Frank Johnston is a burly sort of fellow. Athletic and a practical joker too. I met Frank at Cruikshank’s art classes and not long after he started to work with us at Grip under Albert Robson in 1910.
At Grip, we were all fascinated by the Art Nouveau movement and Frank was no exception. He left Toronto for Philadelphia to study at the Pennsylvania Academy of Fine Art, but came back to Toronto in 1915. We saw each other once again at the Arts and Letters Club. Frank told me about his experience with the Ash Can school of painters and how he was impressed with the Armory Show back in 1913.
Frank and I would go on painting trips on the outskirts of the the city. We learned from each other. My first outdoor oil sketch was painted while I was with Frank.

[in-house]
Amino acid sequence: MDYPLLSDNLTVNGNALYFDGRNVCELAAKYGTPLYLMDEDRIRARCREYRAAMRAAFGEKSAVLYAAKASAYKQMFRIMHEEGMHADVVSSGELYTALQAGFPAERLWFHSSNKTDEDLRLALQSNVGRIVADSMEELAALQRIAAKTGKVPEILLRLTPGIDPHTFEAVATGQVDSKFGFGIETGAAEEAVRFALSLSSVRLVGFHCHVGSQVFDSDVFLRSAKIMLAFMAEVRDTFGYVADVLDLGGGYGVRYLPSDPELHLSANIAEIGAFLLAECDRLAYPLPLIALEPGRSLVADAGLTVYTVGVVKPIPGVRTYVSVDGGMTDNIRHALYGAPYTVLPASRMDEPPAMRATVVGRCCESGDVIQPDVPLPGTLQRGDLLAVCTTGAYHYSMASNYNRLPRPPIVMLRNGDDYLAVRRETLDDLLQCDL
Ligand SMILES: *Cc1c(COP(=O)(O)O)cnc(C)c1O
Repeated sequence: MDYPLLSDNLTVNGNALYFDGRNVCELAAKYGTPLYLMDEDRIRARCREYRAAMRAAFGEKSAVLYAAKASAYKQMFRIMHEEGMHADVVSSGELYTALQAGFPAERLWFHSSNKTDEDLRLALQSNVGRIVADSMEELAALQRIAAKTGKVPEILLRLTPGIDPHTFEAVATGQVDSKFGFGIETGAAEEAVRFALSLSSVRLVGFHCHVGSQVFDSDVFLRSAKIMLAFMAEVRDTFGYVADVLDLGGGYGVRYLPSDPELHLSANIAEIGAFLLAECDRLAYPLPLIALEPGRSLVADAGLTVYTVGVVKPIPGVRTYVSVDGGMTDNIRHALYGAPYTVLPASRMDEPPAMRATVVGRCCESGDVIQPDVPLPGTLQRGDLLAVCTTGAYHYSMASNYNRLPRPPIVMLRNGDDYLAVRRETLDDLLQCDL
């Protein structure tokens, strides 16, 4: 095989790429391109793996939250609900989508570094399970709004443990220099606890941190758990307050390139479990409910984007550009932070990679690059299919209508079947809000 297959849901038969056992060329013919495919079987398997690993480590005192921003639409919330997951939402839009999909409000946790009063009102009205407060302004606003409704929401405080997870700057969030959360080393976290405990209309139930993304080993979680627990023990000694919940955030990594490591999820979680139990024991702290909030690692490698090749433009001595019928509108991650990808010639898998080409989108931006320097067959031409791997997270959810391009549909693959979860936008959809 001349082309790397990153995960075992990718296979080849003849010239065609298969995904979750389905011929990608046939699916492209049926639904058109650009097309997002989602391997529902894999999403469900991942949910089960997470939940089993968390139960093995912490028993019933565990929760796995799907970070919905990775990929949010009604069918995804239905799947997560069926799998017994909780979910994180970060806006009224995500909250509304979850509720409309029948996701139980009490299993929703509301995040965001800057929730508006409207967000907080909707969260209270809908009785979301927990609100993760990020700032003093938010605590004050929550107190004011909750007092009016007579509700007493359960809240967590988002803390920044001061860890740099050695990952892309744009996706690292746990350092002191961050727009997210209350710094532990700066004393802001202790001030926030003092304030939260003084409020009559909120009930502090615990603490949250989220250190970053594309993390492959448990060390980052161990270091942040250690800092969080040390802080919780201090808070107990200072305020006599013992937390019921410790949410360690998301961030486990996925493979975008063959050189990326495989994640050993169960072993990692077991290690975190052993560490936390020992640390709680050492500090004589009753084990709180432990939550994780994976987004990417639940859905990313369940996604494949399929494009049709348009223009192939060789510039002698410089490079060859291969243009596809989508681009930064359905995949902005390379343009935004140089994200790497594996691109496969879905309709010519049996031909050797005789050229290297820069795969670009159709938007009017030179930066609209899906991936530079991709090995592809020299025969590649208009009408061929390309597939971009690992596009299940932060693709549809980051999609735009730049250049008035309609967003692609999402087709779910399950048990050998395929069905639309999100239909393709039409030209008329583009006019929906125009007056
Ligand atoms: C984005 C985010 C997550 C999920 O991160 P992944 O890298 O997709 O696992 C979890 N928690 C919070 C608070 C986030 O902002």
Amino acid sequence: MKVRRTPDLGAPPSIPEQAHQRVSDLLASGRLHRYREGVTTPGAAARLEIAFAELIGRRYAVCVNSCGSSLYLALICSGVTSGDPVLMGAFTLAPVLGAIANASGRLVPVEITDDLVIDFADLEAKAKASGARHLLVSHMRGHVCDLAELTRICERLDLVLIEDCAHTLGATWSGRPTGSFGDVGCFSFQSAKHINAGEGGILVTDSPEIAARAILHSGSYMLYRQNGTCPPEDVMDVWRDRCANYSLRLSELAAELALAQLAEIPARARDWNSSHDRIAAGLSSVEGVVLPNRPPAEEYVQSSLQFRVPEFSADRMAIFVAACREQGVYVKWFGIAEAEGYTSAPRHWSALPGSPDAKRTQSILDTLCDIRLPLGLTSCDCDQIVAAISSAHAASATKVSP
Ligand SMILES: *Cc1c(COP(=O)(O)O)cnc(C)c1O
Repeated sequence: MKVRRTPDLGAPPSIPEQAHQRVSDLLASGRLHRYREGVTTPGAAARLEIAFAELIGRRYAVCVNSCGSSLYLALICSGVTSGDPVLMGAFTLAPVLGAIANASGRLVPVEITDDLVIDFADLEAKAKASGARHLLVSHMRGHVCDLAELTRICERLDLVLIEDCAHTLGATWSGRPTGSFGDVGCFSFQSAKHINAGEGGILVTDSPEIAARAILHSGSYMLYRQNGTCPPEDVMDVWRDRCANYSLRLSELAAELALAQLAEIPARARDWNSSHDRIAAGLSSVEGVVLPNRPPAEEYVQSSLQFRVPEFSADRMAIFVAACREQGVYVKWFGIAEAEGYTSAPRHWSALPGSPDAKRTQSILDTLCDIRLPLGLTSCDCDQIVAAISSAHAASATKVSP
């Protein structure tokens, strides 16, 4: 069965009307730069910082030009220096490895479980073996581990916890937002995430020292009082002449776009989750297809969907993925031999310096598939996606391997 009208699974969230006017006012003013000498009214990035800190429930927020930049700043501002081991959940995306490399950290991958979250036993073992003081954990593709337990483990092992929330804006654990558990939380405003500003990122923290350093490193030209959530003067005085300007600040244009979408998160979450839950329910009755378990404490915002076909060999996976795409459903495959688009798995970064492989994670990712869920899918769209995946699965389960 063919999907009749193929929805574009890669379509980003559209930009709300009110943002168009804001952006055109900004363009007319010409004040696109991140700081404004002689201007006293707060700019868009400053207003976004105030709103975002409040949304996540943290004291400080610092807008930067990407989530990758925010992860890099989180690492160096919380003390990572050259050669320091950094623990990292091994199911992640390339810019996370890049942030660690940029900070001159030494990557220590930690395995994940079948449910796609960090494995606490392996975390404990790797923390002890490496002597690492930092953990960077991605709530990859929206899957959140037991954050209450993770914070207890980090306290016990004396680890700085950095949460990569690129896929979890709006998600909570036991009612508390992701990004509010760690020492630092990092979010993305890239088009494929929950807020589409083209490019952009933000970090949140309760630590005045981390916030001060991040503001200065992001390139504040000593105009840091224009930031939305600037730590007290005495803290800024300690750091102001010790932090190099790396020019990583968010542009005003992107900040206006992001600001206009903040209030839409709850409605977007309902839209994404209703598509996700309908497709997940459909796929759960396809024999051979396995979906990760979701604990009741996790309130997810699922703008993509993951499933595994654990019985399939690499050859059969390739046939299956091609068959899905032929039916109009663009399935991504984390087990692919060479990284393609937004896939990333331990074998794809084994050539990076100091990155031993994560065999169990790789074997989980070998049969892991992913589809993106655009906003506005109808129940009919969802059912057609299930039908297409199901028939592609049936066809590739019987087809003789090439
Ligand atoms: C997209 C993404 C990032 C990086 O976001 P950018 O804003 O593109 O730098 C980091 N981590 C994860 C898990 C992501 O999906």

Frank had a studio place above the Arts and Letters Club. He didn’t want the space at the Studio Building, but he was a frequent enough visitor. When I moved into the Shack, he’d come by for a few drinks and spend time looking at my efforts and giving me advice. He had gotten some first-rate training in Philadelphia and he was keen to share new ideas with me. Arthur Lismer, amused at the frequency of his visited, pencilled a serie of cartoons, “Frank Johnson in T.T.’s Shack”. Frank was good friends with Arthur Heming, another artist in the Studio Building, but Arthur and I never saw eye-to-eye so you’d never see the three of us together.
It was Frank that I learned the ideas of Seurat and Pointillism. Alex had made me aware of Seurat, but Frank had an intriguing way of explaining the concepts. I was working on Northern River when Frank had just returned. We talked about mysticism, symbolism and poetry amongst our smoking and whisky. We must have done something right because the National Gallery bought Northern River for $500.00